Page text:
T.J. says their speaking up is partly to make sure that country fans of different regional and ideological stripes feel represented. “Ultimately people are listening to music to forget about politics,” says the duo’s lead singing half. “But at the same time, you think, man, I feel like a bit of a sellout for keeping my mouth shut and just trying to better myself (career-wise). And  I think some people are wanting artists to be their voice… It’s good for country music that it isn’t just about one thought any more than it’s just about one sound. We just got back from Australia, where country music is thriving, and you’re talking about a place where they have extreme gun laws. Touring globally just reminds us how diverse country music has become, and it’s great that there are different artists for different people. That’s why we’ve chosen sometimes to be outspoken. There are plenty of people in country music who are pro-guns, so why can’t country music have some people who think that there should be some common-sense gun laws?”

The year 2018 may be a particularly opportune one to make country music feel like a welcoming place for all comers, with crossover suddenly looking to be on the upswing again. In March, there were two country artists in the overall pop top 10 for the first time since 2000, albeit both in collaboration with pop artists, as Florida Georgia Line’s hookup with Bebe Rex (“Meant to Be”) and Maren Morris’ featured vocal on a Zedd track (“The Middle”) both became official pop smashes.

Busbee, the predominantly L.A.-based producer responsible for country breakouts like Morris’ acclaimed debut album and the Carrie Underwood/Keith Urban hit “The Fighter,” as well as non-country fare from Pink and Gwen Stefani, sees a crossroads at hand. “As the genre continues to expand,” says Busbee, “there are a few artists  leaning more traditional country than they have in a while, and then so many more leaning more progressive or pop or whatever you want to call it. It seems like the the spread is wider than it has been in a long time, which is super exciting, but then, of course, it brings different people to the party, which does exacerbate the potential tensions.”

David Hodges, a former Evanescence member who’s co-written a number of country smashes with artists like Underwood, enjoys the way those tensions are embraced within the confines of Music Row. “In L.A., there are certain feedback loops where everyone is thinking the same way, and you don’t learn as much from that as being in a place like Nashville where you have a lot of conservative thought and liberal thought and that stuff meshing together. Maybe the Fox News or MSNBC version of it is a lot more contentious, but with the people that I’m writing and working with every day, it actually seems really productive and helpful, and there’s a lot of community to be found amid the differences.”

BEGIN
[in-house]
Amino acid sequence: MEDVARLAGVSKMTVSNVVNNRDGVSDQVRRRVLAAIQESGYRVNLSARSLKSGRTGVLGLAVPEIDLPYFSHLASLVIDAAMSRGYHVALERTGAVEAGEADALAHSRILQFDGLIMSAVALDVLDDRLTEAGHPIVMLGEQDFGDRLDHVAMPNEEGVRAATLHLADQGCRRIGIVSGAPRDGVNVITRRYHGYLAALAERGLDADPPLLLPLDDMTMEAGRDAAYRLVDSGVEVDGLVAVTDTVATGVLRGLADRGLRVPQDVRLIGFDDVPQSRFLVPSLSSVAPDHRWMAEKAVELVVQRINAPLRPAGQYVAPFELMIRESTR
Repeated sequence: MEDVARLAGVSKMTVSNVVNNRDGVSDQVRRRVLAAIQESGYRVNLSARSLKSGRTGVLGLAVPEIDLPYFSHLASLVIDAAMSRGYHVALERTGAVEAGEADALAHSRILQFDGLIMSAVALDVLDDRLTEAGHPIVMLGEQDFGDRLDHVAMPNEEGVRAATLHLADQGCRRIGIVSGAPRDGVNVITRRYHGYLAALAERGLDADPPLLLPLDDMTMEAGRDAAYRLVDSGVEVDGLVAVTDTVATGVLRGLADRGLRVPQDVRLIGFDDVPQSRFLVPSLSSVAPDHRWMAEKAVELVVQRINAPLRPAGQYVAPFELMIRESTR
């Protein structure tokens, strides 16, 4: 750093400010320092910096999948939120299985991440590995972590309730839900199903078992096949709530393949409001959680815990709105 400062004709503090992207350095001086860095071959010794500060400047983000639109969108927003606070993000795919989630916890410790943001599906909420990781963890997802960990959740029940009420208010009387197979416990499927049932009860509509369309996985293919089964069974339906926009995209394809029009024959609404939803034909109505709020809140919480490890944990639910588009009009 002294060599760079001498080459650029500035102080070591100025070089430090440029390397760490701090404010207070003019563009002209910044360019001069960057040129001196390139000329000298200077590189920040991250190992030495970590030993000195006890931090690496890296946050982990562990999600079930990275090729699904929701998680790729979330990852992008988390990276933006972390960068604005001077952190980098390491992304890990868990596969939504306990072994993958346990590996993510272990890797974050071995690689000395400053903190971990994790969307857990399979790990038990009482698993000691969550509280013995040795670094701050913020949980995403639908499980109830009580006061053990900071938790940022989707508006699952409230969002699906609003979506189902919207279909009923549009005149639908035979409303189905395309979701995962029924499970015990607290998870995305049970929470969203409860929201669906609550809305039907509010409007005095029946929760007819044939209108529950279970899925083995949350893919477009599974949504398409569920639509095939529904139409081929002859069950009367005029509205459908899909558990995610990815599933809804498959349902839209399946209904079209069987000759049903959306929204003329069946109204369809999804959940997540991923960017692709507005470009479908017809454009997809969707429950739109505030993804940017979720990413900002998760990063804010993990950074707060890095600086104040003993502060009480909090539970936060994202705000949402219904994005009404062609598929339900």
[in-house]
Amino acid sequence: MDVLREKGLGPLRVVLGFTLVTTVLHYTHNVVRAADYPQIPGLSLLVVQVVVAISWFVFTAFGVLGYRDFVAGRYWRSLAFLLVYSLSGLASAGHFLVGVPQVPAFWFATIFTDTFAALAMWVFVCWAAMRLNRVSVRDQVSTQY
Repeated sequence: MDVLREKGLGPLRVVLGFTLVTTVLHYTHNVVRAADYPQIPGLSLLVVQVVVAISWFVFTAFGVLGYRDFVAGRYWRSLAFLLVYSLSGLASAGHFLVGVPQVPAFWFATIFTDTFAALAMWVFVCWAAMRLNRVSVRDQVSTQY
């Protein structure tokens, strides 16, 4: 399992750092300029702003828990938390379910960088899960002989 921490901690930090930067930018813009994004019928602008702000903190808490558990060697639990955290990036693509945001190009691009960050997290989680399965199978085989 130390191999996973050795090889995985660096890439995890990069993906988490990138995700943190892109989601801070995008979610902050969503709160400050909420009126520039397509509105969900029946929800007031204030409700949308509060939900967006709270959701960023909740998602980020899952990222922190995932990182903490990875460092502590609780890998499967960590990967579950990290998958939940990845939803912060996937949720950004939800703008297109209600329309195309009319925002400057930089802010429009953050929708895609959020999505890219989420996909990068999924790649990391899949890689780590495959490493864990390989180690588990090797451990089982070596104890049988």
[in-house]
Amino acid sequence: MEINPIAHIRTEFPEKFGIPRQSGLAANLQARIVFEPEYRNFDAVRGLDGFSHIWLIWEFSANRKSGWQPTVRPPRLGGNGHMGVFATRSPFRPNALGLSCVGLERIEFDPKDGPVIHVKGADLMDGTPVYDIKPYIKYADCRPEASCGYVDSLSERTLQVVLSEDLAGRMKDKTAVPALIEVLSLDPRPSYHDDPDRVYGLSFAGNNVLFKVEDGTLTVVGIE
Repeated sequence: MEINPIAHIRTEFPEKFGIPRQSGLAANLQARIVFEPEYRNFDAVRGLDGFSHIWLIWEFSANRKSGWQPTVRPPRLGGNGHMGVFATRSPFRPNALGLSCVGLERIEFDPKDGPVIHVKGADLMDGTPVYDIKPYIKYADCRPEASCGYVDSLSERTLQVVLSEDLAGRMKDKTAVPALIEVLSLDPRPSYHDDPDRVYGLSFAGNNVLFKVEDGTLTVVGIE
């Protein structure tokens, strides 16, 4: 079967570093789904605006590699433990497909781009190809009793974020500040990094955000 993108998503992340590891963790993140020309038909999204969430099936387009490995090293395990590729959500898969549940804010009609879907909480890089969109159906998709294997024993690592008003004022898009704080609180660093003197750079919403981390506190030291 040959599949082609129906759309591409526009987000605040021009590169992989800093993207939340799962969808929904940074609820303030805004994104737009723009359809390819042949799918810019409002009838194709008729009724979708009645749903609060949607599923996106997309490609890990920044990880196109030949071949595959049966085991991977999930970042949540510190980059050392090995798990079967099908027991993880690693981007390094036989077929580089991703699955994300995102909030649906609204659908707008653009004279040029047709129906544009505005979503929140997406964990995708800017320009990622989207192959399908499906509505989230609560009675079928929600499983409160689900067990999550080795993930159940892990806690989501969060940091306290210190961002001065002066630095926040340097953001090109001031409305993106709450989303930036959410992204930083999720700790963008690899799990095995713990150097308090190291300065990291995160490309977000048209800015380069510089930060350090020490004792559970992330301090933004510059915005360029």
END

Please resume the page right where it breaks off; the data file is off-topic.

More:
Chely Wright, meanwhile, is not ready to make nice, at least on the gay rights and gun issues she believes transcend traditional partisanship. Wright, who reached No. 1 in 1999, and 11 years later became the first country star to come out, believes there’s a lingering dread of stirring a hornet’s nest in red-state America, even among Nashville’s most proudly liberal executives. She’s distressed that — for all the actions behind closed doors — none of the town’s top execs other than Owen would go on the record as endorsing the Huckabee exit when the flap was going down, nor have they since. (The top major-label presidents all declined to be interviewed for this story.)

“I made a commitment when I came out that I would never delete anyone’s remarks to me on social media,” says Wright. “I think it’s important for people who might be on my page who think, ‘Is that even a big deal? Nobody cares anymore!’ to see (the homophobic replies). And when I posted an open letter to Huckabee, it was maybe right down the middle between supportive fans and people who told me I’m going to burn in hell… again. I kind of want to get a T-shirt that says ‘Chely Wright: Burning in Hell Since 2010’ and trademark it.”

She wasn’t surprised that James Dobson’s Family Research Council sent out a newsletter urging a social media campaign against Owen’s artists after the Huckabee flap, suggesting that country music was in for an NFL-style backlash, or that there were hundreds or thousands of “Et tu, Nashville?” tweets from right-wing fans lamenting that country music was now full of snowflakes and no longer a safe space for conservative Christian males.

To Wright, “Country music came by some of that bad rap honestly. But when people can look online and see that the CMA, which is the gold standard in our industry, had a discussion around issues of inclusion, and that the guy who was pandering to old belief systems was uninvited to the table, that absolutely moves the needle for the industry — which sets the tone for what the fan base will and will not tolerate. Country music had a really good, progressive week last month. Even my friends in media in New York reached out and said, ‘Good for Nashville! Were you surprised?’ And I had to say, yeah, I was.”

But to anyone who thinks they can just work behind the scenes on something like influencing the CMA’s Huckabee decision, “I throw a red flag,” Wright says. “In this day and age, if you are not overtly saying you’re an ally, and if you’re not publicly rejecting someone who has made his brand off of subjugating and excluding minority groups, you’re part of the problem. And I know it’s hard, and I know it’s scary. You don’t want to lose a single record sale — they’re harder to come by than ever. I love Tim McGraw and Faith Hill’s outspokenness about gun control and LGBT issues, and I can’t say enough about how powerful their voices are together. We need a few more of those big, current voices to move the needle, but I definitely think something’s afoot. I think 2018 is the year to find one’s courage, and a lot of people are.”